The skin is the body’s largest organ. It protects against heat,
sunlight, injury, and infection. Skin also helps control body temperature and stores water, fat, and vitamin D. The skin has several layers, but the two main layers are the epidermis (upper or outer layer) and the dermis (lower or inner layer). Skin cancer begins in the epidermis, which is made up of 3 kinds of cells:
Skin cancer can occur anywhere on the body, but it is most common in skin that has been exposed to sunlight, such as the face, neck, hands, and arms. There are several types of cancer that start in the skin. The most common types are basal cell carcinoma and squamous cell carcinoma, which are nonmelanoma skin cancers. Actinic keratosis is a skin condition that sometimes develops into squamous cell carcinoma.
This summary refers to the treatment of nonmelanoma skin cancer and actinic keratosis. Nonmelanoma skin cancers rarely spread to other parts of the body. Melanoma, the rarest form of skin cancer, is more likely to invade nearby tissues and spread to other parts of the body. Refer to the following PDQ summaries for information on melanoma and other kinds of skin cancer:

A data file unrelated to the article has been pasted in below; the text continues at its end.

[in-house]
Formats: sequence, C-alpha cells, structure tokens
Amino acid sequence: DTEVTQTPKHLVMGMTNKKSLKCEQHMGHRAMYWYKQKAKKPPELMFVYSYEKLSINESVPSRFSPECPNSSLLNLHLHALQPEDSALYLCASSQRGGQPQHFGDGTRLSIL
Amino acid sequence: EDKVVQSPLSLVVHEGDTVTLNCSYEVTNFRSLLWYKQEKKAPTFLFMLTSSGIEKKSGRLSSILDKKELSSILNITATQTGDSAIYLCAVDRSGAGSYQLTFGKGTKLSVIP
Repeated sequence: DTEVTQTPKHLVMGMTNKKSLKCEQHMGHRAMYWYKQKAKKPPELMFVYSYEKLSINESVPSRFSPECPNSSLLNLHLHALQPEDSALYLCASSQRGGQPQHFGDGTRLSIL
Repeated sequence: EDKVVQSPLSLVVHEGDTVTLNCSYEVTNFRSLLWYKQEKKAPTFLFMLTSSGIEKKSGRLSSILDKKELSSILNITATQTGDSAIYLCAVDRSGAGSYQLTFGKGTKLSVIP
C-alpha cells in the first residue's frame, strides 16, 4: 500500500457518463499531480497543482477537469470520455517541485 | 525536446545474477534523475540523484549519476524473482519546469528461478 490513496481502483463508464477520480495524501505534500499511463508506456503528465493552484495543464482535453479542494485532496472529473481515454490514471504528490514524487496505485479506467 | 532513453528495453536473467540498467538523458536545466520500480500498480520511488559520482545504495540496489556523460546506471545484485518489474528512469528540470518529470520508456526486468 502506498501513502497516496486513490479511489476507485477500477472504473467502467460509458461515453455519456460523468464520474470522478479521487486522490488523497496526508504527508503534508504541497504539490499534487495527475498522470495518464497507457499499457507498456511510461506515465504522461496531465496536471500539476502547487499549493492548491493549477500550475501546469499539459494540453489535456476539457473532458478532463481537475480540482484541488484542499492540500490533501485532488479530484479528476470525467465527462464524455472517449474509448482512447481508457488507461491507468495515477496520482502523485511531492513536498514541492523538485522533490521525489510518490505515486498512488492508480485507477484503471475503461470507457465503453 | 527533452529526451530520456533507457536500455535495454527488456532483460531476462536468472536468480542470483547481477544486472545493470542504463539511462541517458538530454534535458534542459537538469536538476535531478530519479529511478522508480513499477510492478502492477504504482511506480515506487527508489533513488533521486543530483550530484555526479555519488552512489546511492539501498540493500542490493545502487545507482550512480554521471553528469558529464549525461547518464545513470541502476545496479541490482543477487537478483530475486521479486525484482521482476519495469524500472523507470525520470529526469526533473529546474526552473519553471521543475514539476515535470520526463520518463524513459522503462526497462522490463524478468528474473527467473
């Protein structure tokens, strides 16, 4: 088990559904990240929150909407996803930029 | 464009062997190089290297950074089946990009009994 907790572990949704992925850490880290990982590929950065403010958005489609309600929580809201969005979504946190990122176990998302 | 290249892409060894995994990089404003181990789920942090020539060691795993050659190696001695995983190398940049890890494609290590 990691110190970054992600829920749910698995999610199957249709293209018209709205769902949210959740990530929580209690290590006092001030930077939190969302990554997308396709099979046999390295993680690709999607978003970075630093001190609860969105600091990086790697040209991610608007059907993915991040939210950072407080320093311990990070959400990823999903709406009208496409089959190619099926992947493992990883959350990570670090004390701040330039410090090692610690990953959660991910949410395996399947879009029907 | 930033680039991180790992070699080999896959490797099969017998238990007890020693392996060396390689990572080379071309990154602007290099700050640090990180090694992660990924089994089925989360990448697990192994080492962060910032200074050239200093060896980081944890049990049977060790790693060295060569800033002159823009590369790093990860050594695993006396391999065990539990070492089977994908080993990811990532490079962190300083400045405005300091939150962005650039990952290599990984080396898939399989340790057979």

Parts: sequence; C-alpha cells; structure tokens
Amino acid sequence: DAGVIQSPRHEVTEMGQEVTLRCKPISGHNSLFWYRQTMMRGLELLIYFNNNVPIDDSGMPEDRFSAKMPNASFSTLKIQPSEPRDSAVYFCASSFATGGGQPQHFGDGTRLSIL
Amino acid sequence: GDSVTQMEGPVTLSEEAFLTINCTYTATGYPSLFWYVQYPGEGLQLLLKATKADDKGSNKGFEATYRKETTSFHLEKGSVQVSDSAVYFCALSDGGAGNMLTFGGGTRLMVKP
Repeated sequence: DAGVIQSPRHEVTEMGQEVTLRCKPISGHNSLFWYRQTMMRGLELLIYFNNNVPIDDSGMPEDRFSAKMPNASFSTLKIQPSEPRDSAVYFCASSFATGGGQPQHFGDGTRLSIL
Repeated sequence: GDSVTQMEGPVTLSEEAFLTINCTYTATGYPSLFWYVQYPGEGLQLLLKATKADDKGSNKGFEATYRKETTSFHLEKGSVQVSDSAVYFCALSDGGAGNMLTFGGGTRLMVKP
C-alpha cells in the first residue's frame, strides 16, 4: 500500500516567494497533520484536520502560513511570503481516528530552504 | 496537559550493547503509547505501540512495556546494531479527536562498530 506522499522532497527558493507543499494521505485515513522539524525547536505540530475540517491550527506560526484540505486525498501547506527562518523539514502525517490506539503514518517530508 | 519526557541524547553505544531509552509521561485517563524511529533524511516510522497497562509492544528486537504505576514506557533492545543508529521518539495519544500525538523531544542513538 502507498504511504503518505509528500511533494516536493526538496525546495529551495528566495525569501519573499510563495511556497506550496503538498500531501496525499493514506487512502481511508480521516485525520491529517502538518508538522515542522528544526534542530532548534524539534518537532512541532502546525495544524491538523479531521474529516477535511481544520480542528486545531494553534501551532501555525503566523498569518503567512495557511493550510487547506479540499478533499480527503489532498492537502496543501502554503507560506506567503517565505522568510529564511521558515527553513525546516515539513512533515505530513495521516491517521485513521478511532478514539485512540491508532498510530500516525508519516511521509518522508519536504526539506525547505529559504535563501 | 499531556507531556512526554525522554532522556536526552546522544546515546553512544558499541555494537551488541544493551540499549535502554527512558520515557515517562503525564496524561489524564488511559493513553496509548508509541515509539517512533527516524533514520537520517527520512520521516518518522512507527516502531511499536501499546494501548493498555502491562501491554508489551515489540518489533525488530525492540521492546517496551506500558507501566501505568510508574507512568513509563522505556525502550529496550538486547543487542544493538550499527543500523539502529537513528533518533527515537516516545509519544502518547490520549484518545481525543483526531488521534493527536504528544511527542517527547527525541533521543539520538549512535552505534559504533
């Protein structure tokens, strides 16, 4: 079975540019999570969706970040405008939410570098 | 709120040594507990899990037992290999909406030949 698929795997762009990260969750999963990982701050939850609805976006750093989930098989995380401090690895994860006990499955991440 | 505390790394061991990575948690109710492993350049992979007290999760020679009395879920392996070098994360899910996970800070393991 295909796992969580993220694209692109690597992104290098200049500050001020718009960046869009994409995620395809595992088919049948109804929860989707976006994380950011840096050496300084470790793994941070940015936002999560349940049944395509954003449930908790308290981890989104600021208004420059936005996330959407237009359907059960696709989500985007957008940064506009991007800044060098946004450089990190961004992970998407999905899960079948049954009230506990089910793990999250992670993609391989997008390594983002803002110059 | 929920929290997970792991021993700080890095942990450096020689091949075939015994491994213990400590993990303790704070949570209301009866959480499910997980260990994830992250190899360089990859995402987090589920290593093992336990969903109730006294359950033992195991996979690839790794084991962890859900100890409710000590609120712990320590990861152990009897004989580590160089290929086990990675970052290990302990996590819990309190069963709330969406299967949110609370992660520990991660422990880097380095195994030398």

Risk factors for basal cell carcinoma and squamous cell carcinoma include the following:
Risk factors for actinic keratosis include the following:
Not all changes in the skin are a sign of nonmelanoma skin cancer or actinic keratosis, but a doctor should be consulted if changes in the skin are seen.
Possible signs of nonmelanoma skin cancer include the following:
Possible signs of actinic keratosis include the following:
The following procedures may be used:
The prognosis (chance of recovery) depends mostly on the stage of the cancer and the type of treatment used to remove the cancer.
Treatment options depend on the following:
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